Roughly 20 years behind but set up to transform the concept of human.
Autophagy Pathways in CNS Myeloid Cell Immune Functions - https://www.cell.com/trends/neurosciences/fulltext/S0166-2236(20)30197-1 - out of the Lünemann Lab at University of Münster, the group wrote up a nice review on autophagy’s role in the central nervous system (CNS). In particular, autophagy regulates the activity of immune cells from the myeloid lineage within the nervous system, which are essential for inflammatory response in the brain. Neuroimmunology is likely the next frontier to bear new medicines in the field. Autophagy in the brain seems to act through different pathways than other organs and generate structures called autophagosomes to regulate myeloid-immune cell activity and their corresponding signals.
Cell structure and function.
Pluripotent Stem Cell-Based Cell Therapy—Promise and Challenges - https://www.cell.com/cell-stem-cell/fulltext/S1934-5909(20)30460-4 - Shinya Yamanaka, the co-winner of the Nobel Prize for his work on stem cells out of Kyoto University recently published a great overview on the roadmap for stem cell medicines. Stem cells come in two major types: induced pluripotent stem cells (iPSC) for which Yamanaka is known for and embryonic stem cells (ESC). The former were first discovered with 4 legendary factors: Oct3/4, Sox2, Klf4, and cMyc, which were able to induce pluripotency in mouse fibroblasts. Yamanaka lays out 3 key problems to solve in order to realize the potential of regenerative medicine:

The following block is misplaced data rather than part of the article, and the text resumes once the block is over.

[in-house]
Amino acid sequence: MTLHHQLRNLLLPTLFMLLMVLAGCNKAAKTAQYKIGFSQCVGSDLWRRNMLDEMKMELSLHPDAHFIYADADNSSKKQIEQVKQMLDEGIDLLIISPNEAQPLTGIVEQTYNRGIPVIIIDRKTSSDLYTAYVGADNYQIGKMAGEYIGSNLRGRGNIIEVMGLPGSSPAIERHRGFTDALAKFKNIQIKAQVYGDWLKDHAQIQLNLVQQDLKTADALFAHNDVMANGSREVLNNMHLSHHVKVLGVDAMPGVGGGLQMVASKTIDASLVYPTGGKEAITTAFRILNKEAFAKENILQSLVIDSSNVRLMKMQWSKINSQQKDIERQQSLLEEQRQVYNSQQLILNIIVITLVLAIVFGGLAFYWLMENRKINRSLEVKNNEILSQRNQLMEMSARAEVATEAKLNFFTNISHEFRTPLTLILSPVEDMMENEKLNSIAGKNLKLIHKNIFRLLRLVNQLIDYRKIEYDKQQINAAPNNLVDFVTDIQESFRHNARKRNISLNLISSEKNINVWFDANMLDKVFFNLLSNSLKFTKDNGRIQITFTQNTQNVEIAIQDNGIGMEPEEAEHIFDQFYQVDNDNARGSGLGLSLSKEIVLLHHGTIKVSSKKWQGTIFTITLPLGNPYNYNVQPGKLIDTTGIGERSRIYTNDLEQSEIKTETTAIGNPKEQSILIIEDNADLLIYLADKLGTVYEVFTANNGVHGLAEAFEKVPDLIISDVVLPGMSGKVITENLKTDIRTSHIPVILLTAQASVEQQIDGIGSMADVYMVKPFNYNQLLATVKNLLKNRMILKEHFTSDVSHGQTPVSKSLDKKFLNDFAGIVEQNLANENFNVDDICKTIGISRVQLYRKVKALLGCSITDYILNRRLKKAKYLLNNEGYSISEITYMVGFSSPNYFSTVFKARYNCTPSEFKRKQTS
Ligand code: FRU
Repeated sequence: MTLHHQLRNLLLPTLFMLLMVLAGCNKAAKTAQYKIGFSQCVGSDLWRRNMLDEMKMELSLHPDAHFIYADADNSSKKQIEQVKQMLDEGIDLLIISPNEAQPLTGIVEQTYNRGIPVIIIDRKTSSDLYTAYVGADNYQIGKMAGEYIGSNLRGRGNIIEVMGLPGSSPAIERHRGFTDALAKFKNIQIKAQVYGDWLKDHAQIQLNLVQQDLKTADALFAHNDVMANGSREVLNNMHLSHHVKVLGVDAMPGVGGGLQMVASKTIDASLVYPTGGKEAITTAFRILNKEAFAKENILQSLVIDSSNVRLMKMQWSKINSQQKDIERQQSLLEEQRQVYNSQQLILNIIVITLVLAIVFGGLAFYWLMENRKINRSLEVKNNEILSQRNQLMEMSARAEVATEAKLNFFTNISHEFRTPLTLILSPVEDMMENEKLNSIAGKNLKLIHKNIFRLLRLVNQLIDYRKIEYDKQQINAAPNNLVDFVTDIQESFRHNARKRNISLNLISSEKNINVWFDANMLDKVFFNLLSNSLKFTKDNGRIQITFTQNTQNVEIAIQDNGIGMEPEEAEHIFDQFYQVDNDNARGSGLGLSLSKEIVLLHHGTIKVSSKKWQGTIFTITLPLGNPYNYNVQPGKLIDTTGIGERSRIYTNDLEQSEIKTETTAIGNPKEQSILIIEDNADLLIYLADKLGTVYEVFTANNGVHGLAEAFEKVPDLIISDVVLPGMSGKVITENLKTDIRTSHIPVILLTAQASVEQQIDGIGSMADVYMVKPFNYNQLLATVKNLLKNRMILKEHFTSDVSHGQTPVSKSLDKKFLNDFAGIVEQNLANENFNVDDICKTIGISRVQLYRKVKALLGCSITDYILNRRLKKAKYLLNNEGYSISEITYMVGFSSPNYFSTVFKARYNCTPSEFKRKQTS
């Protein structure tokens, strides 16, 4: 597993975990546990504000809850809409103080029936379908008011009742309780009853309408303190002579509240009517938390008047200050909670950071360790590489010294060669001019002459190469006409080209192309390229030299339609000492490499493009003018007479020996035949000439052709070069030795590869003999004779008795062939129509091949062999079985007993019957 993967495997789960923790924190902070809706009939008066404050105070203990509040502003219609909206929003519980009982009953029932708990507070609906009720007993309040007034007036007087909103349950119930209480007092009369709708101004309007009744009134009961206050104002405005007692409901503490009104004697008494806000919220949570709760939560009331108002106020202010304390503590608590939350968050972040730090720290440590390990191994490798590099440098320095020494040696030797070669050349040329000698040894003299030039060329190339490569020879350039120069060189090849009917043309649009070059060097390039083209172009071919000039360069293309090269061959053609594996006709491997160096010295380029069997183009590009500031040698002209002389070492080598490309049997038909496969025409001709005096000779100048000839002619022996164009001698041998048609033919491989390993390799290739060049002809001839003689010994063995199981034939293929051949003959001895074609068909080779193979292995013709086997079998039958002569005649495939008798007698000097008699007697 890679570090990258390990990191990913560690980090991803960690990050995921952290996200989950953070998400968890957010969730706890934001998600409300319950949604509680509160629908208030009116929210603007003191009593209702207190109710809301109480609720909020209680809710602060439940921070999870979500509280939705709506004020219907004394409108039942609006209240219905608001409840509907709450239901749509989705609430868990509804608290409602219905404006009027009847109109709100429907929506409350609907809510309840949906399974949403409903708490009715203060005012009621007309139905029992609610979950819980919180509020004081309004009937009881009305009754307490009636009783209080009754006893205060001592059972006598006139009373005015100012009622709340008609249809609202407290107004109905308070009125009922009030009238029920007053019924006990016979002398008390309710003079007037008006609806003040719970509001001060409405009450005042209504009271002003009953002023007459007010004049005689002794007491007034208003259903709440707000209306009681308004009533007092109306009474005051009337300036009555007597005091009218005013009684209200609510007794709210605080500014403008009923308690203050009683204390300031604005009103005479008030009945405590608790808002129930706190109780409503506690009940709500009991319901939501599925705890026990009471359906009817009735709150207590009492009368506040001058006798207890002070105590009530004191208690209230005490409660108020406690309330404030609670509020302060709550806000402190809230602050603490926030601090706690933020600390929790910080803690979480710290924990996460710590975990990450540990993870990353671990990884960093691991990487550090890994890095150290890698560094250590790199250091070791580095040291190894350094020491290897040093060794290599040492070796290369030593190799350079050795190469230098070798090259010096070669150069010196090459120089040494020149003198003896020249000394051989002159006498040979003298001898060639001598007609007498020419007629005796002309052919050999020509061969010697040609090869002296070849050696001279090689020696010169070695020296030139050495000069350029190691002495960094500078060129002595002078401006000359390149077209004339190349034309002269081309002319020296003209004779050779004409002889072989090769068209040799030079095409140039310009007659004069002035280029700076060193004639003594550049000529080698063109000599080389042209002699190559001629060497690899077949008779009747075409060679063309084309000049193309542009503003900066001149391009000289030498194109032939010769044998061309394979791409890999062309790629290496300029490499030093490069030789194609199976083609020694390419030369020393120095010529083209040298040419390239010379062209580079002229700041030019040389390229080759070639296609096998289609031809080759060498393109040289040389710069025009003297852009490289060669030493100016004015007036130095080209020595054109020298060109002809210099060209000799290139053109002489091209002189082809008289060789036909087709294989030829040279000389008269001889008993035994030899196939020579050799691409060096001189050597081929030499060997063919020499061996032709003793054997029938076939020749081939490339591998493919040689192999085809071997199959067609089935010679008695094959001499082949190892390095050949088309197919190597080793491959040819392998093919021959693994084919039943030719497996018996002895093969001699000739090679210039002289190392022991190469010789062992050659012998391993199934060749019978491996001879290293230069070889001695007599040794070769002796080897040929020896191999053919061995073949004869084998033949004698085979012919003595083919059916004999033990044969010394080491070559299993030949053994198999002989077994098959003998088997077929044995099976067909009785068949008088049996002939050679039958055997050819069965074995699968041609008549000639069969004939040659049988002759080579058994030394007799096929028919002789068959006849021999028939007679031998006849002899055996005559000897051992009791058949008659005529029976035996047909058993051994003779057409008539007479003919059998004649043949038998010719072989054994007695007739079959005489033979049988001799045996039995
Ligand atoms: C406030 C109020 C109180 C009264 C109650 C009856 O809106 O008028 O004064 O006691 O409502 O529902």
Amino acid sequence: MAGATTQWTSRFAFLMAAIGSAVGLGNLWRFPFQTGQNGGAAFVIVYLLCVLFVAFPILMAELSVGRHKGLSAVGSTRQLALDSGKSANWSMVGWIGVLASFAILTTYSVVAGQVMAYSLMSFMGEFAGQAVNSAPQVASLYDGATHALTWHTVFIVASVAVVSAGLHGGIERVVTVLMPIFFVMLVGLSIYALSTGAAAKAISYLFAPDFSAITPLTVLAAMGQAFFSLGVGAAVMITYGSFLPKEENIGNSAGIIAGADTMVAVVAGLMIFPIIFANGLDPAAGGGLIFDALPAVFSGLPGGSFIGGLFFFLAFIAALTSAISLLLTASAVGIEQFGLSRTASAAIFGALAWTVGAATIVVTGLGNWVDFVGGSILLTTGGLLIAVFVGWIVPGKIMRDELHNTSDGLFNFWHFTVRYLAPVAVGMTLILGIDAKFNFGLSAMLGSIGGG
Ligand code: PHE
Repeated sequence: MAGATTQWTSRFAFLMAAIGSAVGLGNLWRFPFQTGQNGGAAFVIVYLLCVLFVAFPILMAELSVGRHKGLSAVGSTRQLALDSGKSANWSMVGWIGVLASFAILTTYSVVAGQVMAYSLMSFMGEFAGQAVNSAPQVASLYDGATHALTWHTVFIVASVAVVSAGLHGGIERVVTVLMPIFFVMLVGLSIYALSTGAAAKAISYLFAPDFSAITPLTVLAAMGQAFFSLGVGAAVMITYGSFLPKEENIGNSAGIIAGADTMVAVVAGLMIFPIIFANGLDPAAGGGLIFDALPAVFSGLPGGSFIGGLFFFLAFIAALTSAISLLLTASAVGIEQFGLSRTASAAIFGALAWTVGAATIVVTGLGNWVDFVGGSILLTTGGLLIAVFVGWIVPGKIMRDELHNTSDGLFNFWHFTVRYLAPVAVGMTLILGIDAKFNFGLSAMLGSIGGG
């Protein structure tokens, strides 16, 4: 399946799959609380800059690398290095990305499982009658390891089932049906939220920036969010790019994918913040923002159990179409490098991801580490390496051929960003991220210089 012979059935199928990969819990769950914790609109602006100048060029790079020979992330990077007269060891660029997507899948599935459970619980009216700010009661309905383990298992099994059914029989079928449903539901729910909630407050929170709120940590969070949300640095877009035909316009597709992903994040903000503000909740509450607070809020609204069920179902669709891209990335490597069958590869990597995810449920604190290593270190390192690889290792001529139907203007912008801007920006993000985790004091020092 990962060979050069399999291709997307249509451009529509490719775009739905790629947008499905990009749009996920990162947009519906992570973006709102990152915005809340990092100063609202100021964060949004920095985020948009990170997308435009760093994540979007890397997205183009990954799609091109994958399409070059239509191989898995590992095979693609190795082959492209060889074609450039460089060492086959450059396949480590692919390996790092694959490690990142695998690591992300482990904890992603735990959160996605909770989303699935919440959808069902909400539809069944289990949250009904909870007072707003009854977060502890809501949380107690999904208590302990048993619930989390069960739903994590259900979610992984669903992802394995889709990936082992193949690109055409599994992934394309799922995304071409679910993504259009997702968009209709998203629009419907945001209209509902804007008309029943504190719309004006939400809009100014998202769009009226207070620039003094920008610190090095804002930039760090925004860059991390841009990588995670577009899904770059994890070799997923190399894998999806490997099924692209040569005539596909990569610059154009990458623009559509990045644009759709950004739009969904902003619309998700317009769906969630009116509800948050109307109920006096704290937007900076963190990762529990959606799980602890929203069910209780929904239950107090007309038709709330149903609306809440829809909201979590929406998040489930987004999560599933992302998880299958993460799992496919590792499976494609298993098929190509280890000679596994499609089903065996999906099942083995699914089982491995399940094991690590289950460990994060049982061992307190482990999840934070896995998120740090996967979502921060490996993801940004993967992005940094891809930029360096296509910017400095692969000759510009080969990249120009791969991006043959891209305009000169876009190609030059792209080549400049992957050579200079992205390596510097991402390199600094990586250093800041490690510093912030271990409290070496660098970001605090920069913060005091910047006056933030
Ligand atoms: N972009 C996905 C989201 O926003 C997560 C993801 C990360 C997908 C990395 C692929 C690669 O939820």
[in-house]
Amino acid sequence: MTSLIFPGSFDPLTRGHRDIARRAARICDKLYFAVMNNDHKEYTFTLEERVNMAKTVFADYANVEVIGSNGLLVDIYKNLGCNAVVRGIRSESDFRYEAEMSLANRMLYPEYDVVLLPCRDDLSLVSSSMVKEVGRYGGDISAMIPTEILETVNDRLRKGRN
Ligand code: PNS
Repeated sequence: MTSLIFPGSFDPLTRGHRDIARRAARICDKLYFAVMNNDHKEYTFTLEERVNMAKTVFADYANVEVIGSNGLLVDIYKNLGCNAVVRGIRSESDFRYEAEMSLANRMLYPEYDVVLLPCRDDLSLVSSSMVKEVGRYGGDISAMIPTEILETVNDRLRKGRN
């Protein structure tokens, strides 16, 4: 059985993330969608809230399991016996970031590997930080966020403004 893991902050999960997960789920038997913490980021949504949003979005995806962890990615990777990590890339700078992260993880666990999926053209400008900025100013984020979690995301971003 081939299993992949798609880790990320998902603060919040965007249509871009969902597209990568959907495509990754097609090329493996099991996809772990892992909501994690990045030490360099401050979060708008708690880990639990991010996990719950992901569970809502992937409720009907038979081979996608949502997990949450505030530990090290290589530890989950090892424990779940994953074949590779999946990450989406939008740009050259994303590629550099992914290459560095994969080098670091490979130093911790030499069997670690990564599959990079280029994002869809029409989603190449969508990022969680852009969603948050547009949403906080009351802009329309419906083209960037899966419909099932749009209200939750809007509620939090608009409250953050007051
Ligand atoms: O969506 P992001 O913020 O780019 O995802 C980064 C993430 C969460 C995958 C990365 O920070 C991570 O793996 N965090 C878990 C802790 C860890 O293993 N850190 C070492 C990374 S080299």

Tumorigenicity - the proliferative capacity of stem cells can lead to tumors
Immunogenicity - stem cells from one patient to another could lead to immune rejection and even autologous rejection has been surprisingly observed
Heterogeneity - each line of stem cells from the same class have different morphologies, gene expression profiles, division rates, and more that make them hard to develop into medicines. More precise sorting tools are needed.
Genetics, genomics, and developmental biology
Heredity and variation.
Somatic mutation distributions in cancer genomes vary with three-dimensional chromatin structure - https://www.nature.com/articles/s41588-020-0708-0 - from the Futreal Lab at MD Anderson, the group studied the role of the 3D genome in cancer. They first annotated 5 different human cancer cell lines for known topologically associating domains (TAD). The TADs and corresponding markers are from a larger dataset of 125 human cell lines. They group was able to discover:
Boundaries between TADs is a way to measure cancer mutational load. TADs ~ variation rate in somatic cancer mutations
Somatic mutations in cancer seems like not show selectively for active and inactive TADs
This makes sense from a mechanistic perspective because TADs and the 3D organization of the genome is directly coupled to transcription and genome replication rates. So mutations in cancer that alter the genome to increase these rates will lead to higher proliferation.
Consequently, the connection between the 3D genome and cancer is an emerging target class for companies to pursue.